Thursday, 18 September 2014

Independence Referendum

Voting in progress to confirm Hay's historic independence, presided over by Prince Derek.
Earlier in the day, they took the ballot box down to Hay School. Children as young as three years old were encouraged to vote, because, after all, it is their future that is being decided.

Wednesday, 17 September 2014

Outside the Globe

Tim the Gardener very kindly gave me a bag full of apples, so I went up to the Globe last night to give him a bottle of beer as a thank you.
Open Mic Night at the Globe starts shortly after 8pm, but Tim sits out under the tree at the front beforehand, chatting. Last night, he was being enthusiastic about the birth of the Da Da movement, in Zurich in 1916, and was hoping to organise something at the Globe to mark the centenary, with surrealist poetry and music. James Joyce was there, mixing with all sorts of European intellectuals who were avoiding the First World War and hanging out at the Cabaret Voltaire.
It's also almost ten years since the first musical evenings (not quite open mic, as there was never a mic) took place at Lucy's - so Tim was going to perform his version of Lucy in the Sky with Diamonds.
They're a very erudite bunch, the regulars at the Globe - as Adrian and Chris the bookbinder joined us, the talk turned to magical realism novels (something about women giving birth to pumas), and Tim recited his poem about Toad of Toad Hall. Adrian has published a small volume of verse, too.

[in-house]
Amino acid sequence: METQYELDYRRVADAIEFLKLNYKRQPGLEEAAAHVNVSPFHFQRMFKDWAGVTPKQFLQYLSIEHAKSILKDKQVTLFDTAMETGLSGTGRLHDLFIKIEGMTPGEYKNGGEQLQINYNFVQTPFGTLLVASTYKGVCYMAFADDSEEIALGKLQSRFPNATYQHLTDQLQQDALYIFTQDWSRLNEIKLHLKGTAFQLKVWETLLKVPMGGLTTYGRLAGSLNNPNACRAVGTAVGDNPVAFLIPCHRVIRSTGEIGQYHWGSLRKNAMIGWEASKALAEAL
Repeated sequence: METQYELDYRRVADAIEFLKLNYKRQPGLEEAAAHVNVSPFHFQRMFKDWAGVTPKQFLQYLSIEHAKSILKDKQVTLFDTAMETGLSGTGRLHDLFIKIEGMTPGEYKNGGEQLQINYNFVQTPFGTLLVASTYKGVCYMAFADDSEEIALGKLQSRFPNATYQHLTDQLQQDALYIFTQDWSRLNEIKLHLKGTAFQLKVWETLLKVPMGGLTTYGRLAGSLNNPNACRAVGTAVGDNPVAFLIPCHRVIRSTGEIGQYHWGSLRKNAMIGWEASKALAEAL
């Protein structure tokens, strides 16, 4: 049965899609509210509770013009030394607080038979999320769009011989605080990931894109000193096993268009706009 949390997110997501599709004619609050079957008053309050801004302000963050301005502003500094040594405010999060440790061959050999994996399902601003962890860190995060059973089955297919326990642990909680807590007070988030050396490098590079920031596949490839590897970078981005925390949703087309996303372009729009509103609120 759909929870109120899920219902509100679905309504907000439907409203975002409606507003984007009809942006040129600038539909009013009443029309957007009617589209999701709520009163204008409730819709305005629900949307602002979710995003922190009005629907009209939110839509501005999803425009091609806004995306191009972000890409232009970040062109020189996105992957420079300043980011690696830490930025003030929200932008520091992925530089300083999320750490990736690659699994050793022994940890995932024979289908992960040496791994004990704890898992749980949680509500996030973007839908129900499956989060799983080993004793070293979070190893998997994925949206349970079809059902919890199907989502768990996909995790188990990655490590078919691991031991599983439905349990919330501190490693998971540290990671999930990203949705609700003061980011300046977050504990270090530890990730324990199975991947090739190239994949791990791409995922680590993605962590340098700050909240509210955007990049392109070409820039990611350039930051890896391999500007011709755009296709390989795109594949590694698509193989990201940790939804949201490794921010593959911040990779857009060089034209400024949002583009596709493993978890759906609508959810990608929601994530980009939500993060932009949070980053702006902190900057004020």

When Dirty Ray arrived, there was a very technical discussion about guitar strings.

Kate Freeman passed by, too - she's been helping Derek Addyman with preparations for Hay Independence Day (it's tomorrow - vote early, vote often!). There's a rather fine picture in the B&R today of Prince Derek, in his Henry VIII regalia, surrounded by his court officials, including French and South African ambassadors, and Father Richard, the Archbishop of Hay - as well as Rodders the archdruid of Hay, so religious tolerance is assured!

Tuesday, 16 September 2014

The New Timbuktu Ambulance

Here's the new motorcycle ambulance in use in Timbuktu. It's being used to bring pregnant women to hospital, and for other medical emergencies, and it was bought with money raised in Hay.

Monday, 15 September 2014

The Honey Cafe

I remember when the main road to Brecon passed right by the front of the Honey Cafe, and took traffic right through the middle of Bronllys. Now there's a by-pass, and the Honey Cafe is hidden away behind earth banks, while the road goes down around roundabouts and also bypasses Talgarth.
I've been to the Honey Cafe before, of course. When I was part of the core group of South Powys LETS System, I remember having meetings in the beautiful garden at the back. I've been to a party in their cellar, too. Back in the 1960s it was known as the Honey Cavern, and discos were held there - the mural of pop stars of the time is still there on the wall.
But I don't think I've ever eaten there until last night.
They do Tex-Mex, and since it's miserable to go out for a meal and sit in a corner on your own, Brian invited me to come with him.
The food was delicious - we had enchiladas - and the service was friendly. They have art work from local artists around the walls, mostly for sale, I think, and all of local views. We sat in a corner with a couple of Meg Stevens' flower paintings, and in the other bar, which wasn't open for food (we just went in to have a look at the pictures) there were several very good embroideries.